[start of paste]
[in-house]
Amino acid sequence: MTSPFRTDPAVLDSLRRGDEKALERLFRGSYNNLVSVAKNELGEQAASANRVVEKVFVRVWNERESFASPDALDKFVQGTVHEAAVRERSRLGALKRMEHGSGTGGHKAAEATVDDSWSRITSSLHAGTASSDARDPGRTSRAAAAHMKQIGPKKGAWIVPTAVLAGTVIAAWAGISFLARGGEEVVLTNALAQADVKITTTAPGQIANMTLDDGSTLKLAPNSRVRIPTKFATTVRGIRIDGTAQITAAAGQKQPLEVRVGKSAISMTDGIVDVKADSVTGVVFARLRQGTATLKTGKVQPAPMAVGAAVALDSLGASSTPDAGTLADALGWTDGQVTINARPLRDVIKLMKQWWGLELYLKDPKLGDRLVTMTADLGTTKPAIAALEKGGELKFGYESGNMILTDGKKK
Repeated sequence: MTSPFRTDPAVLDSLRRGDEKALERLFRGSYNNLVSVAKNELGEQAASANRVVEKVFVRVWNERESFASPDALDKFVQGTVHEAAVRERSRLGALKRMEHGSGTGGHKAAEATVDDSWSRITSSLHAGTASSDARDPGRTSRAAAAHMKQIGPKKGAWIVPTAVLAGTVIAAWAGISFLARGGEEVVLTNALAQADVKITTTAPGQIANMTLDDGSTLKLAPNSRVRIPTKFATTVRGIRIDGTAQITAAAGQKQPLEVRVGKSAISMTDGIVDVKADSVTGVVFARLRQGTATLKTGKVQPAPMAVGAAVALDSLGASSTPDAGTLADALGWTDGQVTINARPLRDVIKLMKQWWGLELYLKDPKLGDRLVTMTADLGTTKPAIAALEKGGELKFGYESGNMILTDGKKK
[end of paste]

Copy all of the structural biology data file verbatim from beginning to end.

[in-house]
Amino acid sequence: MTSPFRTDPAVLDSLRRGDEKALERLFRGSYNNLVSVAKNELGEQAASANRVVEKVFVRVWNERESFASPDALDKFVQGTVHEAAVRERSRLGALKRMEHGSGTGGHKAAEATVDDSWSRITSSLHAGTASSDARDPGRTSRAAAAHMKQIGPKKGAWIVPTAVLAGTVIAAWAGISFLARGGEEVVLTNALAQADVKITTTAPGQIANMTLDDGSTLKLAPNSRVRIPTKFATTVRGIRIDGTAQITAAAGQKQPLEVRVGKSAISMTDGIVDVKADSVTGVVFARLRQGTATLKTGKVQPAPMAVGAAVALDSLGASSTPDAGTLADALGWTDGQVTINARPLRDVIKLMKQWWGLELYLKDPKLGDRLVTMTADLGTTKPAIAALEKGGELKFGYESGNMILTDGKKK
Repeated sequence: MTSPFRTDPAVLDSLRRGDEKALERLFRGSYNNLVSVAKNELGEQAASANRVVEKVFVRVWNERESFASPDALDKFVQGTVHEAAVRERSRLGALKRMEHGSGTGGHKAAEATVDDSWSRITSSLHAGTASSDARDPGRTSRAAAAHMKQIGPKKGAWIVPTAVLAGTVIAAWAGISFLARGGEEVVLTNALAQADVKITTTAPGQIANMTLDDGSTLKLAPNSRVRIPTKFATTVRGIRIDGTAQITAAAGQKQPLEVRVGKSAISMTDGIVDVKADSVTGVVFARLRQGTATLKTGKVQPAPMAVGAAVALDSLGASSTPDAGTLADALGWTDGQVTINARPLRDVIKLMKQWWGLELYLKDPKLGDRLVTMTADLGTTKPAIAALEKGGELKFGYESGNMILTDGKKK